Examine the Reasons for Changes in the Divorce Rate.

543 Words3 Pages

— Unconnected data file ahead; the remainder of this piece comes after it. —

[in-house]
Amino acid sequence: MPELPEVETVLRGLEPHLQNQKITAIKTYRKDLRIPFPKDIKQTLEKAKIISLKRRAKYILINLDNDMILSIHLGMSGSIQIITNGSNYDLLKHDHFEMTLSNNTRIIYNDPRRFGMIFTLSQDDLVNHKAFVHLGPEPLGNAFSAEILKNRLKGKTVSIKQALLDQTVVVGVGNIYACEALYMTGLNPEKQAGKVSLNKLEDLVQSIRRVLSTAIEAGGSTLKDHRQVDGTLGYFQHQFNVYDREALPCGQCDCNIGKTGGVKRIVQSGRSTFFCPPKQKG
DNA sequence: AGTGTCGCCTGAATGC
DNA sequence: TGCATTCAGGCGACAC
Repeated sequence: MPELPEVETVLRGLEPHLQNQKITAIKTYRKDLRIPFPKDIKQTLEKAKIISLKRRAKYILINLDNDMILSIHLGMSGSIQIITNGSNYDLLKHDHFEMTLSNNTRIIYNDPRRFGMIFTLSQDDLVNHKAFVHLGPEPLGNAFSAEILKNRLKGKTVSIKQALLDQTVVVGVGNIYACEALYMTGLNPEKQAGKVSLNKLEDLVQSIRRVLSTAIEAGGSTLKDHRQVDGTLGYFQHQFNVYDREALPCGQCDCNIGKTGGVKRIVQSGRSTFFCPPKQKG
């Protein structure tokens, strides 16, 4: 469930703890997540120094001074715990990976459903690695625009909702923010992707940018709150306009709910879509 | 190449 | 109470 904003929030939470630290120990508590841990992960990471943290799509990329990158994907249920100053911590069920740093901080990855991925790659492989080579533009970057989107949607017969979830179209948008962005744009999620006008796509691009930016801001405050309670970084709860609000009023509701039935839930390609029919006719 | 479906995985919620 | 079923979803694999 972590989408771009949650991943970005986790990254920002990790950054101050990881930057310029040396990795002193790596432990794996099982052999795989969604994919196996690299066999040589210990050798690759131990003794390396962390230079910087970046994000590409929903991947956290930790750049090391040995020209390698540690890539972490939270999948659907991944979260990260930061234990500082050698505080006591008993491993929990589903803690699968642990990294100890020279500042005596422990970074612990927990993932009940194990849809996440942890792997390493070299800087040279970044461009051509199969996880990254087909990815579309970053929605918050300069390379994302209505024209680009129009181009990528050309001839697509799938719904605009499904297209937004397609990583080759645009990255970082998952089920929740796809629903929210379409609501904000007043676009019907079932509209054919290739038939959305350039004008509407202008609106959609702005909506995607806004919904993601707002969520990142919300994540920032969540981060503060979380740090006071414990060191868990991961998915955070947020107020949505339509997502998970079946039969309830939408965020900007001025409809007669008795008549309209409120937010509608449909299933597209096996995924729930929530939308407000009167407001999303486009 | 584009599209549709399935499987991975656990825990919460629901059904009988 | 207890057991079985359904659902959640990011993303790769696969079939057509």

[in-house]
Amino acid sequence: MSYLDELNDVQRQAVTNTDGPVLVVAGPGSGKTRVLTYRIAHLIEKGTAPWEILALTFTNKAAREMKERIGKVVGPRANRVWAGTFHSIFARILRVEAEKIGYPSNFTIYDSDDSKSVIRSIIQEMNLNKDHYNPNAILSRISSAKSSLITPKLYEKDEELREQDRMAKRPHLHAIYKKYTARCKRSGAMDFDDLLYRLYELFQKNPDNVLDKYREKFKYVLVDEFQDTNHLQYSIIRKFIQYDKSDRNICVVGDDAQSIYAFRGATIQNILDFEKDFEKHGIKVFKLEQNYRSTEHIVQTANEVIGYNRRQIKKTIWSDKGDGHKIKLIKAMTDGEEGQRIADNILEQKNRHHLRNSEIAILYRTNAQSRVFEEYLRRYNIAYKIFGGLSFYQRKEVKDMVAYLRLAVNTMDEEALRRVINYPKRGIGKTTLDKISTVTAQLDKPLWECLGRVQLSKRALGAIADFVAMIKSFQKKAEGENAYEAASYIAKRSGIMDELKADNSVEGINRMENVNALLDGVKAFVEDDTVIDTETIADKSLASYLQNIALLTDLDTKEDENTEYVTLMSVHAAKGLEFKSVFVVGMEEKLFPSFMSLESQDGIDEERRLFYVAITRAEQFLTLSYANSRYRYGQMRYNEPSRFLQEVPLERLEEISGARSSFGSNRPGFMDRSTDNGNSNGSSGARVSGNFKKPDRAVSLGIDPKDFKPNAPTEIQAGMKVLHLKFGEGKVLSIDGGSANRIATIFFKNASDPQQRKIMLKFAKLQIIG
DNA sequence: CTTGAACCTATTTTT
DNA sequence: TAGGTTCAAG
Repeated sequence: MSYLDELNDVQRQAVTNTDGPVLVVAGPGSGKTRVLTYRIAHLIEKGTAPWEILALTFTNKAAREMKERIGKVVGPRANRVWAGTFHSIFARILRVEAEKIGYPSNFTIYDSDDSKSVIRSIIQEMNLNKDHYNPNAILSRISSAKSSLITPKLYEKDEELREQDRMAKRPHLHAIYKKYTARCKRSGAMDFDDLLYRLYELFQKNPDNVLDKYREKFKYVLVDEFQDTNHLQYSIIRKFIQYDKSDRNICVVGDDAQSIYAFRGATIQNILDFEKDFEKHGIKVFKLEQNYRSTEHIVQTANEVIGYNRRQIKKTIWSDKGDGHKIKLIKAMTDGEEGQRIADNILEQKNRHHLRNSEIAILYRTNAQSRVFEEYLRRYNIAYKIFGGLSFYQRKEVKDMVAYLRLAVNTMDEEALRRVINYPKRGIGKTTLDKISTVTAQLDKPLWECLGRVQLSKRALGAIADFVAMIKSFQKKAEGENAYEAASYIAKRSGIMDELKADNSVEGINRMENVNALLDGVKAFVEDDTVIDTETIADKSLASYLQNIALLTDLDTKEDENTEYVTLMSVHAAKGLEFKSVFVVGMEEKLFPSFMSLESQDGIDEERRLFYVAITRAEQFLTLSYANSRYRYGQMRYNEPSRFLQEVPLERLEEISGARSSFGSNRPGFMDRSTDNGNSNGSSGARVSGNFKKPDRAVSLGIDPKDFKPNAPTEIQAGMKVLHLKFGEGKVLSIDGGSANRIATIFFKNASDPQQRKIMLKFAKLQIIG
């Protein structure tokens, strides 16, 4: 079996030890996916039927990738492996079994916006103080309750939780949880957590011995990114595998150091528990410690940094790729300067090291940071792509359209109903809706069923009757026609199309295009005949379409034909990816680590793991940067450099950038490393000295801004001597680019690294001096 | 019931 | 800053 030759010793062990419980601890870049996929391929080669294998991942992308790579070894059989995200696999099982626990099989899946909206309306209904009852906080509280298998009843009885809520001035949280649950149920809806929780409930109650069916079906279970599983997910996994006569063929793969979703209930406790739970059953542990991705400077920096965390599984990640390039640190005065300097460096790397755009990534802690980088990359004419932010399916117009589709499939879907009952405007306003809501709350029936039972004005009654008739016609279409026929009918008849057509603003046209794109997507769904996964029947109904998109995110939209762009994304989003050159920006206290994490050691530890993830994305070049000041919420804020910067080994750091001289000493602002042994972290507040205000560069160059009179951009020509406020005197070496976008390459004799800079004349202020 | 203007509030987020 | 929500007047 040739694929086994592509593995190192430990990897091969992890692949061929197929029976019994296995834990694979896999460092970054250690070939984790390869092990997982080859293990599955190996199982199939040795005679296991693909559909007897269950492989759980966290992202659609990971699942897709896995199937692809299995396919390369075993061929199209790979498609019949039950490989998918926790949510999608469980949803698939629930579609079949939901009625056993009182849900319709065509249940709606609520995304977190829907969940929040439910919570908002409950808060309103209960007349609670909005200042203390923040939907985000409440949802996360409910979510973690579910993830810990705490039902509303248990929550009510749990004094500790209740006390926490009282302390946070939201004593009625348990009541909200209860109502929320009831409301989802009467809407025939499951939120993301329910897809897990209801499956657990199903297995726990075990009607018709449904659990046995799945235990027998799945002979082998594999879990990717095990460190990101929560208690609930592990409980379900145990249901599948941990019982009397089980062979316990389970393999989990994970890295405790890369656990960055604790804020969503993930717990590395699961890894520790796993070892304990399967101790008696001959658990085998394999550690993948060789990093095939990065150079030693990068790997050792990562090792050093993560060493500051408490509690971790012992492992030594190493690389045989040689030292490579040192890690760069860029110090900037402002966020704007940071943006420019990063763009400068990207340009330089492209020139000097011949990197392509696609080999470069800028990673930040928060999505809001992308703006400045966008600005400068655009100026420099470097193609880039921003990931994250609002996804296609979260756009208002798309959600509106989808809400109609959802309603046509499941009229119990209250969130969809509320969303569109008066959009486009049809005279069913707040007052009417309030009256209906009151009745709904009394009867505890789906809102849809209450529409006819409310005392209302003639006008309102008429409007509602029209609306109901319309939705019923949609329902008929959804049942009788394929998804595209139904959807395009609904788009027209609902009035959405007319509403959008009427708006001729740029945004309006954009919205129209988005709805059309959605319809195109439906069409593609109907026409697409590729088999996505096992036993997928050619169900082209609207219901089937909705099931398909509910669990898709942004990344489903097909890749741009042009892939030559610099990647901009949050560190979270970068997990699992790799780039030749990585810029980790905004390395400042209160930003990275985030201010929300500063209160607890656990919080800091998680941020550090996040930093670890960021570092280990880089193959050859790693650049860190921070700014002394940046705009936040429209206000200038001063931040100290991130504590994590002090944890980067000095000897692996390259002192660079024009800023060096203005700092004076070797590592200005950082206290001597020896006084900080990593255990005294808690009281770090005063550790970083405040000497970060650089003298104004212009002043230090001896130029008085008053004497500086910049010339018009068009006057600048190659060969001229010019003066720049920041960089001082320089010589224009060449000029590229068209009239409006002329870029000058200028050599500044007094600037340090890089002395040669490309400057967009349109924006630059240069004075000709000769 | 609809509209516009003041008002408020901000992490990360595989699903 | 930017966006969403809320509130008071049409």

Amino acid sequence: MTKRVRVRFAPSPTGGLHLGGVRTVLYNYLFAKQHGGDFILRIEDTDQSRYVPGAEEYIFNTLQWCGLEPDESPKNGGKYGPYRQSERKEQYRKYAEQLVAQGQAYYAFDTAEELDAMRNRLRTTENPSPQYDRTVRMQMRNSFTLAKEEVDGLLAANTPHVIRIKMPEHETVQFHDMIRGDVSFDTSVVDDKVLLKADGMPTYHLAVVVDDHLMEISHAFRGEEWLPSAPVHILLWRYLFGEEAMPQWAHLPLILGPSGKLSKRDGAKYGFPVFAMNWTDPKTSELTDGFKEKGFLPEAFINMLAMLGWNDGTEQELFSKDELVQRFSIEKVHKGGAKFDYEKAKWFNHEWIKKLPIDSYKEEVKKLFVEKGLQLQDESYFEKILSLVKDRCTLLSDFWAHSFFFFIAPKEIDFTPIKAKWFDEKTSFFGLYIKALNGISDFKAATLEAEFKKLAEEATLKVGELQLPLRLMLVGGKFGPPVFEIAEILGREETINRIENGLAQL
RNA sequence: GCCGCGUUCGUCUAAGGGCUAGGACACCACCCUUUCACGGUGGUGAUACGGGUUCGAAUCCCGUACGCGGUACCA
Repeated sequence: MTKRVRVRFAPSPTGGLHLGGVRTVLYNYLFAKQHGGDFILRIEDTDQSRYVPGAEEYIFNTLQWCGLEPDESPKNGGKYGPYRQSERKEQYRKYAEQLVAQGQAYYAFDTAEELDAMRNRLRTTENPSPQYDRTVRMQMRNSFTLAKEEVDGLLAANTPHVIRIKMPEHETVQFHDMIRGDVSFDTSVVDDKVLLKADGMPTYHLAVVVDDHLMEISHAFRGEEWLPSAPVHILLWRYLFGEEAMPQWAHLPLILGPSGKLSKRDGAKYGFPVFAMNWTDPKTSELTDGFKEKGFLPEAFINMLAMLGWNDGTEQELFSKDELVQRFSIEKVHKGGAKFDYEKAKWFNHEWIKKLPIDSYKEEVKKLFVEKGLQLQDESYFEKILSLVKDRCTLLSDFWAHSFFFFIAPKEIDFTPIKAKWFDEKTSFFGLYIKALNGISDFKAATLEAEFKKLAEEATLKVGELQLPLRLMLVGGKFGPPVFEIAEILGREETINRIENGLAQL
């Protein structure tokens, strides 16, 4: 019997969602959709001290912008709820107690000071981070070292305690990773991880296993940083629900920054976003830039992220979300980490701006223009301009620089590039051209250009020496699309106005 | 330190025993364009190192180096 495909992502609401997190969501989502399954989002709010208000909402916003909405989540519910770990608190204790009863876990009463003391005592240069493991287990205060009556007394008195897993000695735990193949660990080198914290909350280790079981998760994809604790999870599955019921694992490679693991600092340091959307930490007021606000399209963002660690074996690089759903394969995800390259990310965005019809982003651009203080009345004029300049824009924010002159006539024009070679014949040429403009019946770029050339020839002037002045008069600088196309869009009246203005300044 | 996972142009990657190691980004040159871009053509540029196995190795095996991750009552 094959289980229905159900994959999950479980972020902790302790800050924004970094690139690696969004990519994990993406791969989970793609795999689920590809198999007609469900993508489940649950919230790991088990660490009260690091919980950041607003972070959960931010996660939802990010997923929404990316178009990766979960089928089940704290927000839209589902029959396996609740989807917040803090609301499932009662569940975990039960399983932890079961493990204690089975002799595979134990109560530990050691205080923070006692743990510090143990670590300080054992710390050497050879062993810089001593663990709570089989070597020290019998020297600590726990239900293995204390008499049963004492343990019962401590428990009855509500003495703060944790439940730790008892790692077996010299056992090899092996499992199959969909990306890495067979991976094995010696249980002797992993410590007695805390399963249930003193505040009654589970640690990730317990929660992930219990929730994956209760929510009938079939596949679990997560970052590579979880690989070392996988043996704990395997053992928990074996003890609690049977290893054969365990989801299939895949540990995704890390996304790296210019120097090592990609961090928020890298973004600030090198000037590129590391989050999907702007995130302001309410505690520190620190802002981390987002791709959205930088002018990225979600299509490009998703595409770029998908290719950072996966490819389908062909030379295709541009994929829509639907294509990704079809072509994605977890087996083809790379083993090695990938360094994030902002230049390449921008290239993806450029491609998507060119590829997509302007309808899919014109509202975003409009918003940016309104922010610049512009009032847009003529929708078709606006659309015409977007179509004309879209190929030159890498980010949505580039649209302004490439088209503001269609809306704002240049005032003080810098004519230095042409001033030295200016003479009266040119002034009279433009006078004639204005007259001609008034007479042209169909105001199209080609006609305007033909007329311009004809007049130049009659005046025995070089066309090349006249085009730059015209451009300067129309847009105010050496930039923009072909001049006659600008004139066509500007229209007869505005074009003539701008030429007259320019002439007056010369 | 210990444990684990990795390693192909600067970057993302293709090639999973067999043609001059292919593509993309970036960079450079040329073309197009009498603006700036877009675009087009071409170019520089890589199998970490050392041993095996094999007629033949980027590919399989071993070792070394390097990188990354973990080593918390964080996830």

Since 1969, there has been an increase in the divorce rate and there are many reasons to explain these changes. Firstly, we will look at the trends in divorces. Teenage marriages are twice as more likely to end in a divorce. Also, working class couples have a higher divorce rate and white people are more likely to have a divorce. We will now examine the reasons for changes in the divorce rate. Since 1969, there have been changes in the law regarding divorce. The Divorce Law Reform Act 1969 came into effect in 1971. There was no longer any need to prove a partner guilty of a matrimonial offence. This means that there was no need for guilt but to show that the marriage was not fully repairable. In 1985, the Matrimonial Family Proceedings Act 1984 came into effect. This allowed couples to wait a year before applying for a divorce. In 1999, The Family Law Act 1996 came into effect. This increased the amount of time before a divorce could proceed and counselling was introduced in order to reduce divorce rates. The changes in the law suggest that the government was making divorce somewhat easier so that married couples can have a divorce. Another reason for changes in the divorce rate is the Welfare State. State benefits helped women get a divorce, especially those with children. This suggests that women who are single parents but are married and want a divorce are dependent to the state because the state pays single parents more money. Another reason for changes in the divorce rate is secularisation. People are less likely to be influenced by religious teachings in relation to divorce and love. In the UK, there is currently no leading religion in the UK and therefore the UK is a secular country. One other reason for changes in the divorce rate is increased life expectancy. If a person gets married in their late twenties, they will live for another 50 years and this
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